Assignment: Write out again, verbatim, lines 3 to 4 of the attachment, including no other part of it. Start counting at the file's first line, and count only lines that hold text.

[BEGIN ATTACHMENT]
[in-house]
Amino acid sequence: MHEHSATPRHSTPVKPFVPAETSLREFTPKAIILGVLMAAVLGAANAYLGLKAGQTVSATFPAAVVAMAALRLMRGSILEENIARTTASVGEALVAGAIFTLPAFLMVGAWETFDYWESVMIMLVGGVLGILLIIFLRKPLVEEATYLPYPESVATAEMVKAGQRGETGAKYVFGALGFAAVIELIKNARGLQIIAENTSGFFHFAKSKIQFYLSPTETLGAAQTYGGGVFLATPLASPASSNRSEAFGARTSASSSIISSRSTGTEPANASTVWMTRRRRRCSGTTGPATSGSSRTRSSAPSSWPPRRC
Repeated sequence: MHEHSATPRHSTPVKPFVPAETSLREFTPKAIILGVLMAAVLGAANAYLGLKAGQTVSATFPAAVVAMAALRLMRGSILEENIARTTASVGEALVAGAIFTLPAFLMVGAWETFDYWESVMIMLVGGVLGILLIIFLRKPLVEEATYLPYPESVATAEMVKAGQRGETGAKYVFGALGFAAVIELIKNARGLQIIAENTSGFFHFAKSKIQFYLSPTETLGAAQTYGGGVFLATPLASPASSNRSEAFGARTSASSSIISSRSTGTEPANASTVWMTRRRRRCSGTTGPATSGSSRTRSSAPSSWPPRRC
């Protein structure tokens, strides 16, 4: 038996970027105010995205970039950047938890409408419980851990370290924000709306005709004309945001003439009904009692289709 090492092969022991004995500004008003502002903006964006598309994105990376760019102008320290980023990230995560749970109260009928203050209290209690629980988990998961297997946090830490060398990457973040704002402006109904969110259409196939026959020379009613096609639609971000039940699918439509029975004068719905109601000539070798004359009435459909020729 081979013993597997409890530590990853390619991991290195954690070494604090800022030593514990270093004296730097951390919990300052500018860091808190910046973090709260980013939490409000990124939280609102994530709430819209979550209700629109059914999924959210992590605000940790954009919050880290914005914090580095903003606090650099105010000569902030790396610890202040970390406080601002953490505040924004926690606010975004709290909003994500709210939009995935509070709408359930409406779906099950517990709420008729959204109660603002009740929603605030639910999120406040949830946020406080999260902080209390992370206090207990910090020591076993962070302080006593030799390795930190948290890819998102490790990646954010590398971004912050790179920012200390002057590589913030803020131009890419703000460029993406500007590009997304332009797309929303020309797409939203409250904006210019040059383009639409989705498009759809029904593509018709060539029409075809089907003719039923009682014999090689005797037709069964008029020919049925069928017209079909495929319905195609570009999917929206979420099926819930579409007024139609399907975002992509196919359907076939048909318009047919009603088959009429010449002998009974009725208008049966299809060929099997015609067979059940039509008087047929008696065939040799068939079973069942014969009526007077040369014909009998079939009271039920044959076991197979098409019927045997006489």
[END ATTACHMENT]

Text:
Repeated sequence: MHEHSATPRHSTPVKPFVPAETSLREFTPKAIILGVLMAAVLGAANAYLGLKAGQTVSATFPAAVVAMAALRLMRGSILEENIARTTASVGEALVAGAIFTLPAFLMVGAWETFDYWESVMIMLVGGVLGILLIIFLRKPLVEEATYLPYPESVATAEMVKAGQRGETGAKYVFGALGFAAVIELIKNARGLQIIAENTSGFFHFAKSKIQFYLSPTETLGAAQTYGGGVFLATPLASPASSNRSEAFGARTSASSSIISSRSTGTEPANASTVWMTRRRRRCSGTTGPATSGSSRTRSSAPSSWPPRRC
């Protein structure tokens, strides 16, 4: 038996970027105010995205970039950047938890409408419980851990370290924000709306005709004309945001003439009904009692289709 090492092969022991004995500004008003502002903006964006598309994105990376760019102008320290980023990230995560749970109260009928203050209290209690629980988990998961297997946090830490060398990457973040704002402006109904969110259409196939026959020379009613096609639609971000039940699918439509029975004068719905109601000539070798004359009435459909020729 081979013993597997409890530590990853390619991991290195954690070494604090800022030593514990270093004296730097951390919990300052500018860091808190910046973090709260980013939490409000990124939280609102994530709430819209979550209700629109059914999924959210992590605000940790954009919050880290914005914090580095903003606090650099105010000569902030790396610890202040970390406080601002953490505040924004926690606010975004709290909003994500709210939009995935509070709408359930409406779906099950517990709420008729959204109660603002009740929603605030639910999120406040949830946020406080999260902080209390992370206090207990910090020591076993962070302080006593030799390795930190948290890819998102490790990646954010590398971004912050790179920012200390002057590589913030803020131009890419703000460029993406500007590009997304332009797309929303020309797409939203409250904006210019040059383009639409989705498009759809029904593509018709060539029409075809089907003719039923009682014999090689005797037709069964008029020919049925069928017209079909495929319905195609570009999917929206979420099926819930579409007024139609399907975002992509196919359907076939048909318009047919009603088959009429010449002998009974009725208008049966299809060929099997015609067979059940039509008087047929008696065939040799068939079973069942014969009526007077040369014909009998079939009271039920044959076991197979098409019927045997006489």